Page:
One of the great things about working at CMD is the way the company embraces the Rose City’s bike culture. Bike commuting is actively encouraged year-round, with a lot of extra support for people who get into the saddle for the Bike Commute Challenge each September. And, as an art director, I get to spend my days crafting the visual language of all the things we make for our clients: websites, mobile apps, brochures, you name it. It’s a process where I’m fortunate to work with some really talented individuals. This brings me to Studio 3 photography studio, and partnering on a creative project that reflects my personal passion for cycling as well as that embraced by Portland and CMD.
I first worked with Studio 3 in December 2010, shooting bird’s eye views of two Western Star trucks. It wasn’t an easy shoot, given the sheer size of the trucks. And thanks to the unpredictable nature of Pacific Northwest skies in winter, we were forced to shoot inside a warehouse. In that kind of a situation, you can only get an angle so wide before running into problems with distortion. But Craig Wagner, the photographer from Studio 3, was very methodical in overcoming these logistic issues. Over the two days we shot, we bonded over a mutual appreciation for all things on wheels, be it two, four or eighteen. That shoot was just the beginning of a strong professional relationship, and then this past spring, something got us talking about my old bike.
Customizing the Touring Bike
I’ve been customizing this vintage Trek touring bike since the birth of my young son. It had sat in my garage, collecting dust for several years, because it’s so much heavier than my aluminum road bike and I tend to opt for speed. But it’s always been a great bike. The steel frame gives it a really comfortable ride. It reminds me of the matching yellow Schwinns that my parents used to pedal me around on. When I started thinking about how to introduce my boy to cycling, I swapped out the drop bars for mustache bars (to accommodate a front-mounted child seat). This gave the bike a totally different look, and I suddenly developed a new appreciation for the bike’s classic styling. Soon after, I added a Brooks leather saddle and matching bar tape. Then it kind of took on a life of its own. Since then, I continue to adjust little details like striped white tires, or black dice valve covers. My latest addition was designing the “Slow Ride” aluminum head badge, which I had made at International Graphics. “Slow Ride” was influenced by a few things: My son’s ‘70s-era, Evel Knievel helmet, and the fact that the bike weighs upwards of 30 pounds. We won’t be winning any races on this thing, but that’s hardly the point of our rides.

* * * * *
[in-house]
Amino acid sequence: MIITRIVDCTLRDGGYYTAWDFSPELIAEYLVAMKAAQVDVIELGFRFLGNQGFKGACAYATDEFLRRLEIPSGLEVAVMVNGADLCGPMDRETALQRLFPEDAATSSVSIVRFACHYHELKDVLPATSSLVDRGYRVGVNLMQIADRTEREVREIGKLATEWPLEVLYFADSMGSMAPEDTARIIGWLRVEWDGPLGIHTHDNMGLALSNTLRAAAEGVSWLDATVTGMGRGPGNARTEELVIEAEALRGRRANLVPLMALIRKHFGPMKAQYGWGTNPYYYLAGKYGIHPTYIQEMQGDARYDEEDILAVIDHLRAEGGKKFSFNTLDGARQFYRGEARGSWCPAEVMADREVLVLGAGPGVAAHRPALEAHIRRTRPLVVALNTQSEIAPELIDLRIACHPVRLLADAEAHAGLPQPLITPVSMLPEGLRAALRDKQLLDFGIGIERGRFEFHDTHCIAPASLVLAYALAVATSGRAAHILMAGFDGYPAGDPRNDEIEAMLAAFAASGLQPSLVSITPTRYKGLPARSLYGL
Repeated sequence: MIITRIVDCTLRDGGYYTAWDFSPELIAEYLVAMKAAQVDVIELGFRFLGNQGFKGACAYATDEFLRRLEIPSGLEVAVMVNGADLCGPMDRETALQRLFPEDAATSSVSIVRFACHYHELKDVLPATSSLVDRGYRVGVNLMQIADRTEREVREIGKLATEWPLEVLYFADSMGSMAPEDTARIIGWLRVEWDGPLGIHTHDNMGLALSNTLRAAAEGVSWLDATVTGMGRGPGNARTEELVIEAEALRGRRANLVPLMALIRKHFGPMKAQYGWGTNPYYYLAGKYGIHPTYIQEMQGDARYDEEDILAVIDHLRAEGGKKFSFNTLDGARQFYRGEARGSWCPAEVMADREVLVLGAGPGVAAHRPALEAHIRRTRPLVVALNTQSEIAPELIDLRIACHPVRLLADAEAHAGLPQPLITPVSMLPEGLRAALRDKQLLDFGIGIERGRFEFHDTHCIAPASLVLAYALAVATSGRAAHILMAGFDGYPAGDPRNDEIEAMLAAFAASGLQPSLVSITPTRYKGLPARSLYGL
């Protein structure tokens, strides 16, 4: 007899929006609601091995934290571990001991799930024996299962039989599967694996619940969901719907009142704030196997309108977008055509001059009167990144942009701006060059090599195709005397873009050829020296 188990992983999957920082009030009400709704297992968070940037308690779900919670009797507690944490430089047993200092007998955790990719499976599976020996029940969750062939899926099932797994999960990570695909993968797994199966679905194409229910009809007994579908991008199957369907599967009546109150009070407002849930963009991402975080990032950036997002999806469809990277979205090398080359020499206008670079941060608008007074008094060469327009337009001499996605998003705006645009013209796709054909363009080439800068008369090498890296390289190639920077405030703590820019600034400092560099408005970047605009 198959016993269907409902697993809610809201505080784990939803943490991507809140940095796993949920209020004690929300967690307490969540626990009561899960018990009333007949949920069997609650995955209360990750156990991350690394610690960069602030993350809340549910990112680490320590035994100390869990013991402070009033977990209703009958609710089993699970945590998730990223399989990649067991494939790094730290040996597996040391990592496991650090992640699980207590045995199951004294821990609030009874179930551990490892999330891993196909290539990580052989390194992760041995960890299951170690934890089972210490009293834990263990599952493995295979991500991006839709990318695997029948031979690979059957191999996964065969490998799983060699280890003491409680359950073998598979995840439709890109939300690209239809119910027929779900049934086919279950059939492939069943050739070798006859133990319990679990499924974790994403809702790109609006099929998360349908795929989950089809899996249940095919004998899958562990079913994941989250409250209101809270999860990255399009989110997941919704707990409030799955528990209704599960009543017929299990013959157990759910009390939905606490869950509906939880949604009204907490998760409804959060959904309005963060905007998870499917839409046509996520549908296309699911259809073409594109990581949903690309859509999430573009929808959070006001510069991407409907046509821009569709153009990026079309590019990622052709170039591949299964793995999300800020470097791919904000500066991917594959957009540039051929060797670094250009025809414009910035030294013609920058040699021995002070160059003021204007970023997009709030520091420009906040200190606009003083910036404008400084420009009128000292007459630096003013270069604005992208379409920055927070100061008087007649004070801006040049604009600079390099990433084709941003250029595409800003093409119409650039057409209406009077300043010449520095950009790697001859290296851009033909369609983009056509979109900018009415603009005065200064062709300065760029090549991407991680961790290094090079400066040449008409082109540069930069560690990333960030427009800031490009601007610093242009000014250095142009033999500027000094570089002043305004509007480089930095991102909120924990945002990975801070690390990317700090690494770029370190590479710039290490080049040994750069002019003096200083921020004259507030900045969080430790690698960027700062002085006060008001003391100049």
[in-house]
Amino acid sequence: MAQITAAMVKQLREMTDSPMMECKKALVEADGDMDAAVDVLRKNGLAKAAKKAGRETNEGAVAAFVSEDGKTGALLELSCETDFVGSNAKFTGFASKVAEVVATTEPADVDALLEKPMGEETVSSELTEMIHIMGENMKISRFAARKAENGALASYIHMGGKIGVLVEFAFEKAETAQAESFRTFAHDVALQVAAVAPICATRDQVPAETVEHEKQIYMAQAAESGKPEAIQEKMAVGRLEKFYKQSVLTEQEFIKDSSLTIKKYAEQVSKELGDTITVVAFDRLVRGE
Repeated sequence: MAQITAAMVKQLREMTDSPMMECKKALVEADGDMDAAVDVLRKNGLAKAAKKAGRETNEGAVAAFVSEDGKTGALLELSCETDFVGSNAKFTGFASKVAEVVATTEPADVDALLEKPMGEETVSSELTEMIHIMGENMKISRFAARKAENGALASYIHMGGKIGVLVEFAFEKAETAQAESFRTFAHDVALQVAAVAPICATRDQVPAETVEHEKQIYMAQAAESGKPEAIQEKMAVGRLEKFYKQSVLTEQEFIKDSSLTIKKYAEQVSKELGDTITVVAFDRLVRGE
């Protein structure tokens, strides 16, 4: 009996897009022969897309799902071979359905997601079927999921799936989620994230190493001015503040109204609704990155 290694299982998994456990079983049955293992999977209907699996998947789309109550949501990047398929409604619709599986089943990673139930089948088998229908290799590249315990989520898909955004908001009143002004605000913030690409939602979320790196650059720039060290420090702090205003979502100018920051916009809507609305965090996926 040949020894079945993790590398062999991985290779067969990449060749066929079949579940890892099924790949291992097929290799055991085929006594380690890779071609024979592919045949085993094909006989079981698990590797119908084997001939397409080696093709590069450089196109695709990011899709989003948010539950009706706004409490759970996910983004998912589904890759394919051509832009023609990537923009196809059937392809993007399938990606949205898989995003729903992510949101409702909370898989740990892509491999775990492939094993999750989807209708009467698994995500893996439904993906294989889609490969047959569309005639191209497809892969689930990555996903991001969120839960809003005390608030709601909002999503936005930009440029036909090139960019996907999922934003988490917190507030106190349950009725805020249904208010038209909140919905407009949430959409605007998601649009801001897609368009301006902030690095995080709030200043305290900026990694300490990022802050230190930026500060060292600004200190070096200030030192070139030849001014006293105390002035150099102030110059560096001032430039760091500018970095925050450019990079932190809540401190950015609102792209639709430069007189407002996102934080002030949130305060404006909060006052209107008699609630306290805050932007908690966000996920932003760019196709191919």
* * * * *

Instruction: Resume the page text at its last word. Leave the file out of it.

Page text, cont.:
“Slow Ride” Photoshoot
I was thrilled that Craig was interested in collaborating on a “Slow Ride” shoot featuring the customized bike. As an art director, I really admire his attention to detail and the way he plans a shot. He’s keenly aware of potential challenges, and always has a good solution for telling a story through his lens. Half the fun of this shoot was working together on the idea, putting together moodboards, and scouting locations. As he tells it: “Working with Lawrence’s “Slow Ride” concept was fun and allowed me plenty of creative freedom. The mood boards were coherent and well designed. With a clear understanding of the desired outcome and tone, we were ready to go. I look forward to many more future projects with Lawrence’s creative concept development and the CMD team!”
The Journey Continues
There are more awesome takes and observations from the “Slow Ride” shoot with Craig and team on Studio 3’s blog, plus you too can get involved in this year’s Bike Commute Challenge by visiting the website.
Editor’s Note: At CMD, we’ve been participating in the Bike Commute Challenge since 2006, growing our team each September. Beyond what’s going on in the greater biking community, CMDers get prizes and activities to keep our bikers pumped up (as it were) and ready ride every day. Follow our faithful cyclists on Facebook and Twitter for fun updates and photos, plus updates on Instagram under the hashtag #bikecmd13.